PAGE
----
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Guard Against Fraud in W.Va.

September 10, 2013
The Intelligencer / Wheeling News-Register

Throughout the United States, con artists and identity thieves probably are rubbing their hands together in glee. The door to fraud on a scale never before seen in the United States is about to be thrown wide open, courtesy of President Barack Obama's health care law.

Among public officials trying to do something about that is West Virginia Attorney General Patrick Morrisey. He scored limited success this week.

Tens of millions of people will have to make decisions about health insurance as a result of "Obamacare." Some will be permitted to sign up for Medicaid. Others will be told that if they do not purchase government-approved insurance, they will pay hundreds of dollars a year in new taxes.

Allegedly to help people understand the 0pitfalls and options of the health care law, the federal government is handing out billions of dollars to hire "navigators" to explain the system. Most of the money is going to existing organizations.

Rules for navigators are vague, and concern has been expressed that some may not have the best interests of those whose personal information they obtain at heart. Information such as birth dates, Social Security numbers, etc., could be used to steal clients' money.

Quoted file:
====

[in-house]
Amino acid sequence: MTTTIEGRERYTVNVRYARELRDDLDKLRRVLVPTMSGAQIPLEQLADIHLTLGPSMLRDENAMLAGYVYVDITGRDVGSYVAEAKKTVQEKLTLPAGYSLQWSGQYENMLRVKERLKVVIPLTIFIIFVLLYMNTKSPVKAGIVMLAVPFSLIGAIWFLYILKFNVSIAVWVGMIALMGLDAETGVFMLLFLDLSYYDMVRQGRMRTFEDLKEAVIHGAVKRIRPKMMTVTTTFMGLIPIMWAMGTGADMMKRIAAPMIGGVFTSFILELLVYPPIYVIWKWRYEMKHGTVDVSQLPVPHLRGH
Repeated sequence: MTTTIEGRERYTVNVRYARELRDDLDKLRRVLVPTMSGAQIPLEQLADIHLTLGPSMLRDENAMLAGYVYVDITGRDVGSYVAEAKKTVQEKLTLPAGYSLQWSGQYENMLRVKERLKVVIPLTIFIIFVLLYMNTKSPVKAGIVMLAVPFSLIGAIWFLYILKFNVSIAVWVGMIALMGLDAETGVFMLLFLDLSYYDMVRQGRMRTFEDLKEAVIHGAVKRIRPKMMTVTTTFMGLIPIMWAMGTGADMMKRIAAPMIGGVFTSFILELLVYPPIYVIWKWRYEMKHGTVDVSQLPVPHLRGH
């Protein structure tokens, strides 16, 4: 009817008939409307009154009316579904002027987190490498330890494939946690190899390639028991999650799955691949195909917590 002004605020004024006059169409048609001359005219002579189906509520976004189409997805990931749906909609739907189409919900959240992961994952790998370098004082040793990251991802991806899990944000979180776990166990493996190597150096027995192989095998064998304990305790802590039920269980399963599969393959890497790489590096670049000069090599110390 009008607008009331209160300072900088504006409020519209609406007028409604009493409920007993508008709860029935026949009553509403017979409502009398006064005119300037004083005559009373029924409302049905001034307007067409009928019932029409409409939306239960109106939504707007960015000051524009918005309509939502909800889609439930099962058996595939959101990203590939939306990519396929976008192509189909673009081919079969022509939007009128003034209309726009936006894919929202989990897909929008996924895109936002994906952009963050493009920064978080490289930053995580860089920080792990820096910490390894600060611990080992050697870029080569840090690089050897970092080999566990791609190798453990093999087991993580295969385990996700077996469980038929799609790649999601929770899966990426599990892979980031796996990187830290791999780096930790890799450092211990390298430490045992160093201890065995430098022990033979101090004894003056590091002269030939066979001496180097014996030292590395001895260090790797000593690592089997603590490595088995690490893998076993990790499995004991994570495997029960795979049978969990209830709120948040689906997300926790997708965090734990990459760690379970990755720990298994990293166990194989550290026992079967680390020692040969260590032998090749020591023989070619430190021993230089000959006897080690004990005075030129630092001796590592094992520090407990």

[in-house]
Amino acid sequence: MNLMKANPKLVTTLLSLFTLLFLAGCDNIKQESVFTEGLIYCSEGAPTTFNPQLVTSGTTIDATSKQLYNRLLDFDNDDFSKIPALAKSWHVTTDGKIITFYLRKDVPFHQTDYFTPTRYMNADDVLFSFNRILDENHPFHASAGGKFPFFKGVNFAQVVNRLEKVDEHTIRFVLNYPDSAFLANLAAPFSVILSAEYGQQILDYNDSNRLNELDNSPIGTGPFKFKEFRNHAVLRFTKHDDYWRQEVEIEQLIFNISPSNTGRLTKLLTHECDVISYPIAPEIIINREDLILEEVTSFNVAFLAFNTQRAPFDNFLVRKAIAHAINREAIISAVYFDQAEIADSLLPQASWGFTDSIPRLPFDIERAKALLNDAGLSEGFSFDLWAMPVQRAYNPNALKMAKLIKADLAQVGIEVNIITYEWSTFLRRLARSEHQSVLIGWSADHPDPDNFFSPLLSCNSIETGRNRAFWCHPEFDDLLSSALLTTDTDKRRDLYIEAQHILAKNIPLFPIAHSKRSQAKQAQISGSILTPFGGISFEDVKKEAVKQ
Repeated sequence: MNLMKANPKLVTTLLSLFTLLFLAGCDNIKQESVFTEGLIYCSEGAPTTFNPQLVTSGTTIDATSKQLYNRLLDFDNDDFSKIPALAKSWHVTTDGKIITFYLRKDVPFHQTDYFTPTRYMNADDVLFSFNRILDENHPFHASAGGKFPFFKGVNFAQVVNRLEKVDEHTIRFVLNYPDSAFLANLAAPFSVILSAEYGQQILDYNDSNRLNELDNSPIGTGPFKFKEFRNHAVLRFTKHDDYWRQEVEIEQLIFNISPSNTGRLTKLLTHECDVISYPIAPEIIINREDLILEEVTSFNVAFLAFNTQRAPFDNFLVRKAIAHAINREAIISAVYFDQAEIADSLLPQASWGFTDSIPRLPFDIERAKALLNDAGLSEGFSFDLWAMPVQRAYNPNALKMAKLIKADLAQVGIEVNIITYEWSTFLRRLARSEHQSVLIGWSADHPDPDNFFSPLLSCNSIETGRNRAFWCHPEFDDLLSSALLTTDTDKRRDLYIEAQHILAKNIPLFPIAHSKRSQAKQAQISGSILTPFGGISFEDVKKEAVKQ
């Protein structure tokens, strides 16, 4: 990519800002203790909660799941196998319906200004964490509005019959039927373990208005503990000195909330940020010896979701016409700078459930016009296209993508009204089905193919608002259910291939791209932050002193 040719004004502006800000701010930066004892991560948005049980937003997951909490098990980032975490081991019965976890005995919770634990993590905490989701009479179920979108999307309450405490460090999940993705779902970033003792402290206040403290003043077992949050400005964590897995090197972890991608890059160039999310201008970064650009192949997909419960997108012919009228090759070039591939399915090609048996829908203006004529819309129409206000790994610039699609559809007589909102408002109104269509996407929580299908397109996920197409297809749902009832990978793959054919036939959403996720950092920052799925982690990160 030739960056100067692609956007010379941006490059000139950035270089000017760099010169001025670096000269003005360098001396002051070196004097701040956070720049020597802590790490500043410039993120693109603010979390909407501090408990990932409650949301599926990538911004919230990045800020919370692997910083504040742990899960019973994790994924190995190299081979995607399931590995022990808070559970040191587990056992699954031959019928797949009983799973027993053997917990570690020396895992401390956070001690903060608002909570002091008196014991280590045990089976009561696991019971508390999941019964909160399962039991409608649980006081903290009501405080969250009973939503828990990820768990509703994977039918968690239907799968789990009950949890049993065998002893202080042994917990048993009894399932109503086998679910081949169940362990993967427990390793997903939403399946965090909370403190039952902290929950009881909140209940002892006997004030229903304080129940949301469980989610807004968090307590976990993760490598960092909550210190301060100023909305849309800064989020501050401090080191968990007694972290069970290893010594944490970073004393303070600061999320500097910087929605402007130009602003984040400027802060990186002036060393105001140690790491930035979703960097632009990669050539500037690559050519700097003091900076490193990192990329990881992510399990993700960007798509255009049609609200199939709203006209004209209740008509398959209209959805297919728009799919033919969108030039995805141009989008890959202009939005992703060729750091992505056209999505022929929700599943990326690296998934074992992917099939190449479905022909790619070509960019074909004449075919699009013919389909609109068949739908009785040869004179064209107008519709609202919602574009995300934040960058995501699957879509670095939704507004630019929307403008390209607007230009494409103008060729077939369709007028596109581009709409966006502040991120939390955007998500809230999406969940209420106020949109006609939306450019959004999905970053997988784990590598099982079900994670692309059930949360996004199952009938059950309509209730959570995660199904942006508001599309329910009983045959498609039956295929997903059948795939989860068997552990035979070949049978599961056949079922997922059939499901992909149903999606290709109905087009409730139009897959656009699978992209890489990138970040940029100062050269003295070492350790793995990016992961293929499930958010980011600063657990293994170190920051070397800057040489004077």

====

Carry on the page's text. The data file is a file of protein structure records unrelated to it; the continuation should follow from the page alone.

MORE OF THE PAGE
With that in mind, Morrisey contacted organizations given federal grants to provide navigator services. He asked them to answer 26 questions on subjects such as hiring practices and background checks for employees.

This week, one of the organizations, West Virginia Parent Training Inc. of Clarksburg, announced it is turning down a $365,000 federal grant. In August, WVPTI had been awarded the money to provide navigator services to Mountain State residents.

WVPTI's executive director, Pat Haberbosch, said the grant was being declined "because of unforeseen circumstances." She did not elaborate. But she did tell a reporter that if Morrisey's goal was to safeguard consumers, he was right. "That's his job," she added.

Indeed it is.

Like so much about Obamacare, little thought seems to have been given to ensuring the hundreds of thousands of navigators hired throughout the country are honest and will not use consumers' information for fraud schemes.

Morrisey has been accused of trying to torpedo part of Obamacare by checking up on navigator agencies. Nonsense. As Haberbosch put it, he is just doing his job.

Thank heaven someone is attempting to safeguard West Virginians from one of the unpleasant side-effects of Obamacare.

 
 

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